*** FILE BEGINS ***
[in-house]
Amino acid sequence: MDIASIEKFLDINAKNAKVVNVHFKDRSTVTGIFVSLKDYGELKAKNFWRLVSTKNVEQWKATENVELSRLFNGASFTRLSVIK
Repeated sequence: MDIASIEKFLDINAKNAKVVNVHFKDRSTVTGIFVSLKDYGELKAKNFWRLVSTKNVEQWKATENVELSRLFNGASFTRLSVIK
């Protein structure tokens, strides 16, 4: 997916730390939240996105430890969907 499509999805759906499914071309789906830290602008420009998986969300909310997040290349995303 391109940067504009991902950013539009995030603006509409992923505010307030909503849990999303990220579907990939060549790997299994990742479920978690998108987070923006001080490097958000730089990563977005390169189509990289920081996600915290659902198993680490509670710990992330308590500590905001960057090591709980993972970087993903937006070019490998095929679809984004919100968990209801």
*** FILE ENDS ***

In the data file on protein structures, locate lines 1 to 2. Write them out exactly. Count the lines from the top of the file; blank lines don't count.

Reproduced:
[in-house]
Amino acid sequence: MDIASIEKFLDINAKNAKVVNVHFKDRSTVTGIFVSLKDYGELKAKNFWRLVSTKNVEQWKATENVELSRLFNGASFTRLSVIK